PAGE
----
Time Value of Money Research Paper Starter

Time Value of Money

This article will explain the financial concept of time value of money. The overview provides an introduction to the principles at work when money grows in value over time. These principles include future value of money, present value of money, simple interest and compound interest. In addition, other concepts that relate to factors that can impede the growth in value of money over time are explained, including risk, inflation and accessibility of assets. Basic formulas and tables have been provided to assist in calculating various formulations of time value of money problems. Explanations of common financial dealings in which the time value of money is an important consideration, such as annuities, loan amortization and tax deferral options, are included to help illustrate the concept of the time value of money in everyday life.

The time value of money is a fundamental financial principle. Its basic premise is that money gains value over time. As a result, a dollar saved today will be worth more in the future, and a dollar paid today costs more than a dollar paid later in time. The reason for the increasing value in money over time is that money can be invested to earn interest, and the gain in interest can be significant over time. This is also why a dollar paid today costs more than a dollar paid in the future. Money expended today cannot be invested for the future and thus the loss is essentially two-fold -- the money is spent on the payment and any earning potential it could have had in an investment vehicle is forgone.

The concept of time value of money is an important consideration in any long-term, and even short-term, investment or financial obligation. Financial managers and advisers frequently use time value of money formulas to determine the true costs of various investment opportunities. In addition, people consider the time value of money concept-perhaps without even realizing it-in making common financial decisions, such as considering whether to take out a loan or mortgage, sign a lease, deposit money in a savings account or an annuity or perhaps even to spend the money or pay off bills.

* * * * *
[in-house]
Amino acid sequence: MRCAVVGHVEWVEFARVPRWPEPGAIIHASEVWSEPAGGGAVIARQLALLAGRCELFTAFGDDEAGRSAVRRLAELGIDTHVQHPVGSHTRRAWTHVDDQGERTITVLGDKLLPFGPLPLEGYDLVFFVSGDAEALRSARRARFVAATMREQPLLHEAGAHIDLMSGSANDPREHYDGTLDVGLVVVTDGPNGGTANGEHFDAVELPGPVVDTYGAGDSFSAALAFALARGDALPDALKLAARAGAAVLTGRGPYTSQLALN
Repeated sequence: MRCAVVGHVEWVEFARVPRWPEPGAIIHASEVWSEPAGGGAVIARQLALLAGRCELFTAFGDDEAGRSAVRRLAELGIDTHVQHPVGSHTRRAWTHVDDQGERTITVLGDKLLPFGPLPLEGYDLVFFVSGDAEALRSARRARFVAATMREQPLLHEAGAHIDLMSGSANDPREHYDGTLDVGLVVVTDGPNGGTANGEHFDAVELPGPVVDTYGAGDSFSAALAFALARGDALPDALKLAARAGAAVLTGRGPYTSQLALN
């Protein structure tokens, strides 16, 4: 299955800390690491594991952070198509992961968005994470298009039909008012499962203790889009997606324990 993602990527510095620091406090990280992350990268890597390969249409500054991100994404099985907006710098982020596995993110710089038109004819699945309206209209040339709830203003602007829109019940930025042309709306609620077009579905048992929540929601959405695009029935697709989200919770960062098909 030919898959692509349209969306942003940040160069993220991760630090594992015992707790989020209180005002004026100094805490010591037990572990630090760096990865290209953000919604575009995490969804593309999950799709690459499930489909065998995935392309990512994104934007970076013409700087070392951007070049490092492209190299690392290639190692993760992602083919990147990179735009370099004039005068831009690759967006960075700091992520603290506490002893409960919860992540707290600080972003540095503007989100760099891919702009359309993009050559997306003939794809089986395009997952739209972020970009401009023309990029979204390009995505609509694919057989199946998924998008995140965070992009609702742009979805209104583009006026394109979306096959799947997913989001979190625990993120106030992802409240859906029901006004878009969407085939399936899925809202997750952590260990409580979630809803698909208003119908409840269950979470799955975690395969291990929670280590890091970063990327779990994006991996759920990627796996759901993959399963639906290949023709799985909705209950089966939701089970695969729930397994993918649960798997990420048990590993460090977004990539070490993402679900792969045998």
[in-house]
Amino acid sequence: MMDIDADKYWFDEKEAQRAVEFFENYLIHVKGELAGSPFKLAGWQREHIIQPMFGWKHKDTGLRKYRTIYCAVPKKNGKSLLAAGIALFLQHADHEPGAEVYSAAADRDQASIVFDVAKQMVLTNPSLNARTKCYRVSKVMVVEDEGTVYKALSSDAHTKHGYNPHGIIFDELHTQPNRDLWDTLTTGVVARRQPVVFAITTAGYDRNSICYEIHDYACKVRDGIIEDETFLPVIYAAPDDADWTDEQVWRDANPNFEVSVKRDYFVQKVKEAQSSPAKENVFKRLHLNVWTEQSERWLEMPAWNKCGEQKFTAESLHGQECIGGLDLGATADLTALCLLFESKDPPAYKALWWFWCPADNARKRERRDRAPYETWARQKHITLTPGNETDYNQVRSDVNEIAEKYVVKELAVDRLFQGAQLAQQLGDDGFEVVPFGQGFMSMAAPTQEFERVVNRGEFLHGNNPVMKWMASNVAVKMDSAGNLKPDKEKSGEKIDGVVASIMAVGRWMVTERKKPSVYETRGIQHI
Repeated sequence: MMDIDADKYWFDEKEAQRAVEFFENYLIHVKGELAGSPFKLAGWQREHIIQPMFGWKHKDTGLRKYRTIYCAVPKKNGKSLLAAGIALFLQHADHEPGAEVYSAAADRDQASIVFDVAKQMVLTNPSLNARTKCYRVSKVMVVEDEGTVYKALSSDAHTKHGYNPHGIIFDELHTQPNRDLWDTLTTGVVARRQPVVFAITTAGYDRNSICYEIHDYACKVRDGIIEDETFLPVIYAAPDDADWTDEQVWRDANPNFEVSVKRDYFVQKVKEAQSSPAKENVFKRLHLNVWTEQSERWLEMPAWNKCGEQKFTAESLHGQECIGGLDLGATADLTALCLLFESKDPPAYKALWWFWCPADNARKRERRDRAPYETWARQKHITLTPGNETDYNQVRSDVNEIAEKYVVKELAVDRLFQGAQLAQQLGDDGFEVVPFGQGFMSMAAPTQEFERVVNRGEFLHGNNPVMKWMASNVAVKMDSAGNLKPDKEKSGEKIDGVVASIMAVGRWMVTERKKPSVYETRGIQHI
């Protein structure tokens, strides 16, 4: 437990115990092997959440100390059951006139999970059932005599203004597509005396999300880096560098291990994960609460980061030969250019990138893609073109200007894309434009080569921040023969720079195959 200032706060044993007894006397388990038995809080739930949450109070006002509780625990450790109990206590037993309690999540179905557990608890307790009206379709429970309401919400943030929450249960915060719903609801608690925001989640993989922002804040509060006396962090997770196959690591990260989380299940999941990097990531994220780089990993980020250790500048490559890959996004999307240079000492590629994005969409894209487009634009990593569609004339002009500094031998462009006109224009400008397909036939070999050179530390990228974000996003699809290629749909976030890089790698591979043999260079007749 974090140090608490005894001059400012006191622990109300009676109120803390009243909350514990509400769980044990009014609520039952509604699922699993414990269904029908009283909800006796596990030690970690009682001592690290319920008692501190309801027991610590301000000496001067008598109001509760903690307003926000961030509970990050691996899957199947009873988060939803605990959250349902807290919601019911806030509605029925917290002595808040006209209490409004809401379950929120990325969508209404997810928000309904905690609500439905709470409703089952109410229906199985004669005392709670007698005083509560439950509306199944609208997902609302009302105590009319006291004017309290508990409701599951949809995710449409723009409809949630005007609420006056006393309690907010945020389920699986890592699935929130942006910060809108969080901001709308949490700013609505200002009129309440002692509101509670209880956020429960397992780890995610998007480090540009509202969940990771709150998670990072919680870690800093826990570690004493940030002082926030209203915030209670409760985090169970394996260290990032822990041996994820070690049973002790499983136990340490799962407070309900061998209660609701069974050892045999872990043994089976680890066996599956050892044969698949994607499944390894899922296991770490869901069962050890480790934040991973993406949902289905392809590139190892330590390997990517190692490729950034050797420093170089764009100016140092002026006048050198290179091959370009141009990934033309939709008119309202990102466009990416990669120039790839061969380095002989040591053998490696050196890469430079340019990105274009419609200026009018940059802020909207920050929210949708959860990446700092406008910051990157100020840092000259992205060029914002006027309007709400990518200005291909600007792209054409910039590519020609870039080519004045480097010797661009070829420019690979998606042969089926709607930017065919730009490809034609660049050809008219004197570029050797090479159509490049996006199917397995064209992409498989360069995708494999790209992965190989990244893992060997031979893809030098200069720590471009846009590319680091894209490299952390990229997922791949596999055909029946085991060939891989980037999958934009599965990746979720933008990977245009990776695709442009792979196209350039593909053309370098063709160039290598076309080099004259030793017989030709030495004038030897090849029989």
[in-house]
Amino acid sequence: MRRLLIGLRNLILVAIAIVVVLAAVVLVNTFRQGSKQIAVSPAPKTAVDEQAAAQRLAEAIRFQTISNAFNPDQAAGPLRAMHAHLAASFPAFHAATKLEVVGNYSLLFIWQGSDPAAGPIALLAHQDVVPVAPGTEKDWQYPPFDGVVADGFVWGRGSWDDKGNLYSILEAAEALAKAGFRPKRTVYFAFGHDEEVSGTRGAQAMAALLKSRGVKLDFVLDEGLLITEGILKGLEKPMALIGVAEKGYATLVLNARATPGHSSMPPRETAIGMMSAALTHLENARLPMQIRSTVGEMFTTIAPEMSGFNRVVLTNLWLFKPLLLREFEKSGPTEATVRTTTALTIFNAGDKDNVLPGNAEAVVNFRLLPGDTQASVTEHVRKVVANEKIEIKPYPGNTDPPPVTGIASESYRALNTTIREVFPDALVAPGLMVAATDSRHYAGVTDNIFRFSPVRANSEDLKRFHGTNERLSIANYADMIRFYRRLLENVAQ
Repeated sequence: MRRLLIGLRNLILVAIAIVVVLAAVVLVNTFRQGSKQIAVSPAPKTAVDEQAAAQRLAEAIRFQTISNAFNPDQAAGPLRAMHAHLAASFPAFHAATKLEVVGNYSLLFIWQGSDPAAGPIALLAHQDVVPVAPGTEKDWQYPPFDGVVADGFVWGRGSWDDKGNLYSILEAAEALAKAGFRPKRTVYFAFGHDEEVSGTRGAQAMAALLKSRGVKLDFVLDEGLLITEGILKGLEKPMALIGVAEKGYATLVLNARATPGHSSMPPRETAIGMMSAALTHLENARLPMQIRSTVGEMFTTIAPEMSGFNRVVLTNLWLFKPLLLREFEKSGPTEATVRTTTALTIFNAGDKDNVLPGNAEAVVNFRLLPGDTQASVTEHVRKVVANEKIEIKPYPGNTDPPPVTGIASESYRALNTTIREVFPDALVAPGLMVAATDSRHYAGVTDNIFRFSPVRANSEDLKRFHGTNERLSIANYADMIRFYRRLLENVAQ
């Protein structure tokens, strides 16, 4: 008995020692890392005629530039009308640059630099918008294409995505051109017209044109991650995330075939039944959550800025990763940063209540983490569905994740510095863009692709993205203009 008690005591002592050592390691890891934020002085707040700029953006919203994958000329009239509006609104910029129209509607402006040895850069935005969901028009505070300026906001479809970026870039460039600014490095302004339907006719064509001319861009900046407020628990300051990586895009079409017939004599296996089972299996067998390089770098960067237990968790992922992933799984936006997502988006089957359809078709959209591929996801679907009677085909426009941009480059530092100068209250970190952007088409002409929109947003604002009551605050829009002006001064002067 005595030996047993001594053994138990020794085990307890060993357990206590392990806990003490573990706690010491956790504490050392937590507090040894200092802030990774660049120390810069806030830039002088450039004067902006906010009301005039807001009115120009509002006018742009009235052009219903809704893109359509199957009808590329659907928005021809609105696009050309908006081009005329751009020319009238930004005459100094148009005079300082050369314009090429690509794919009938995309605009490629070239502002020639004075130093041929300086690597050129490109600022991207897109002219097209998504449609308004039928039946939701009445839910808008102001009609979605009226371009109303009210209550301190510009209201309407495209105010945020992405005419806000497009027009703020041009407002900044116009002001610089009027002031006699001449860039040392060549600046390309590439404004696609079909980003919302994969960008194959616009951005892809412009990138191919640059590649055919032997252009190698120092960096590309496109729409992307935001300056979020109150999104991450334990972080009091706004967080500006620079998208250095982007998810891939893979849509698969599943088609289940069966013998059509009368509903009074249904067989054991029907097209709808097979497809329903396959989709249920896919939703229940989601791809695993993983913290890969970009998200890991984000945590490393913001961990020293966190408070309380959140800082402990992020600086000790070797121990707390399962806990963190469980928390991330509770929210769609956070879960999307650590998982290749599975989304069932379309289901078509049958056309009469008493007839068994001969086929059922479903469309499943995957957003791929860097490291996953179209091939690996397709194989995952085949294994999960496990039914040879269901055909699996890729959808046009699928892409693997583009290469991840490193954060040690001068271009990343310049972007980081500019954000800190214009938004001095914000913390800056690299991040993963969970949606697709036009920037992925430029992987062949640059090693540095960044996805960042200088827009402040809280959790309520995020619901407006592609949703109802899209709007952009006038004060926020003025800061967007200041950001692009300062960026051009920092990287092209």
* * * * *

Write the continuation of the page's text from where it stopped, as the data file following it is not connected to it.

Although calculating the changing value of money over time requires formulas and mathematical computations, the underlying principle that money in hand is more valuable than money down the road is almost self-evident. Most people, if given a choice as to whether they would rather have money today or in the future, would instinctively choose money today. Ready money, or money that is presently accessible, is available to be invested in a range of vehicles that can return the money-plus interest-down the road. The sooner the money is invested, the sooner it can begin earning interest, and the longer the money is invested, the more capacity it has to grow in value. However, money that is not readily available but is to be paid in the future will only then become available for investment upon receipt, and thus it lacks present interest-earning potential.

To understand the economics of the time value of money, it is important to first grasp its underlying concepts of future value of money and present value of money. The future value of money is the value that money will grow to when invested at a given rate for a specified period of time. The present value of money is the amount that an investment earned in the future is worth today. For instance, if a person invests one dollar for one year at a 6% annual interest rate, the dollar accumulates six cents in interest while invested and thus is worth $1.06 at the end of the year. Since the time value of money is measured according to the future value and the present value of an investment of money, the future value of the person's dollar is $1.06 at a 6% interest rate for a one-year period. The present value of the $1.06 that could be earned at the end of one year is $1.

The following sections provide a more in-depth explanation of these concepts.

Basic Financial Concepts

Future Value of Money